Reaching out to supporters and stakeholders always costs time and money, and no sector is under more pressure to conserve both than not-for-profits. That’s why we were so welcomed at Agora Partnerships in Washington, DC when we delivered a way to track which campaigns are worth the investment as part of an Analysis Exchange team. From our new case study on the project:
“The highest priority for Agora, however, was Empirical Path’s finding that visits from key marketing channels were not clearly distinguishable in the out-of-the-box Google Analytics reporting. For instance, clicks on email newsletters were reported as Direct Visits when recipients used email clients such as Outlook, but were reported as Referrals when recipients used webmail such as Gmail. Visits driven by carefully composed staff social media posts were impossible to differentiate from visits due to posts made by supporters and other outside parties. Google AdWords traffic was clear in reports, but pay-per-click search engine marketing on other platforms would be mixed in with organic search traffic resulting from search engine optimization.”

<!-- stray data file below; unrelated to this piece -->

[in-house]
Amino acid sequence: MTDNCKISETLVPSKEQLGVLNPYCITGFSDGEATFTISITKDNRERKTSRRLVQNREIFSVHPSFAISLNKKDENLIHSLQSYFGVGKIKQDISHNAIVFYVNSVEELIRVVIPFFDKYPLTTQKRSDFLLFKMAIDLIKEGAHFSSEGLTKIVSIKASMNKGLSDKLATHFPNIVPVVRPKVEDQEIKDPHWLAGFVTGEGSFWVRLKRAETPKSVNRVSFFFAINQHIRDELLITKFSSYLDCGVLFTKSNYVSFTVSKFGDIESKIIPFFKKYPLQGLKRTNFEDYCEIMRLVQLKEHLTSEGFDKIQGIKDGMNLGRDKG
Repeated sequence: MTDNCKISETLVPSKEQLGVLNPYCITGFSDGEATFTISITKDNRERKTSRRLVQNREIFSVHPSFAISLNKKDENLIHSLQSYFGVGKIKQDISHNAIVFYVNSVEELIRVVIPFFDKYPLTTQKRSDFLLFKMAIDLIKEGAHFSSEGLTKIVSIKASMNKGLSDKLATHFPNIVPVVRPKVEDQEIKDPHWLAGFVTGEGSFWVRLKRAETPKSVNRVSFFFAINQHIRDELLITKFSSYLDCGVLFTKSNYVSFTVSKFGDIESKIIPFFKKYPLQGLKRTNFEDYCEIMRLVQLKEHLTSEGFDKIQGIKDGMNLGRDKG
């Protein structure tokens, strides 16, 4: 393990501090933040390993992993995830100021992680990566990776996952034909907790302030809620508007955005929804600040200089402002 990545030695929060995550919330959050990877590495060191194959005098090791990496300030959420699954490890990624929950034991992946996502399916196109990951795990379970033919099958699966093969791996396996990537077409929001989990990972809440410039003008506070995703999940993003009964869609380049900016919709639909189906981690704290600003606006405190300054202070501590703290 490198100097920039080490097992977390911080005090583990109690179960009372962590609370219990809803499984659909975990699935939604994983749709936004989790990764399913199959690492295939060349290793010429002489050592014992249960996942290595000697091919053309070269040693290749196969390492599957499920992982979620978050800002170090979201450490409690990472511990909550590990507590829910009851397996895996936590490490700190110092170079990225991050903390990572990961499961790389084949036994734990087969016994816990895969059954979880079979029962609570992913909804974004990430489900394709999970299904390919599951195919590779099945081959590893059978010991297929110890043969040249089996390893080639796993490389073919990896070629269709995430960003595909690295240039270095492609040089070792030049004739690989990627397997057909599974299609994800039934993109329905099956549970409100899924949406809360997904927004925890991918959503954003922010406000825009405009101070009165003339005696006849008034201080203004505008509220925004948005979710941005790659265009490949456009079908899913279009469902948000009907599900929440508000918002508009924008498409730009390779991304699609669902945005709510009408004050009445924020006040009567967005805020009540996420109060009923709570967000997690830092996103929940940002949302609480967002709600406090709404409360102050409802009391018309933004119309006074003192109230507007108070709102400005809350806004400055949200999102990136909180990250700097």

This is a common pain point in every sector, but by virtue of being a not-for-profit, Agora got our expert advice for free through the Analysis Exchange. What is the Analysis Exchange?
“The Analysis Exchange is an effort designed to provide hands-on training opportunities for aspiring web analytics professionals while providing free web data analysis to the entire nonprofit community. The effort works by connecting organizations, mentors, and student participants.”
We’ve since launched a similar service — a customized process, tool, training and report to track campaigns — as a fixed-fee offering for commercial clients: Campaign Tracking costs $2,500 (less for Google Analytics clients, thanks to our partnership with Google) and lets marketers see which channels, placements, and messages best drive visitation and conversion. You can finally compare email, social media, pay-per-click (PPC) search engine marketing (SEM), affiliates, and display ads.
Update: the Official Blog of the Analysis Exchange also featured this project.
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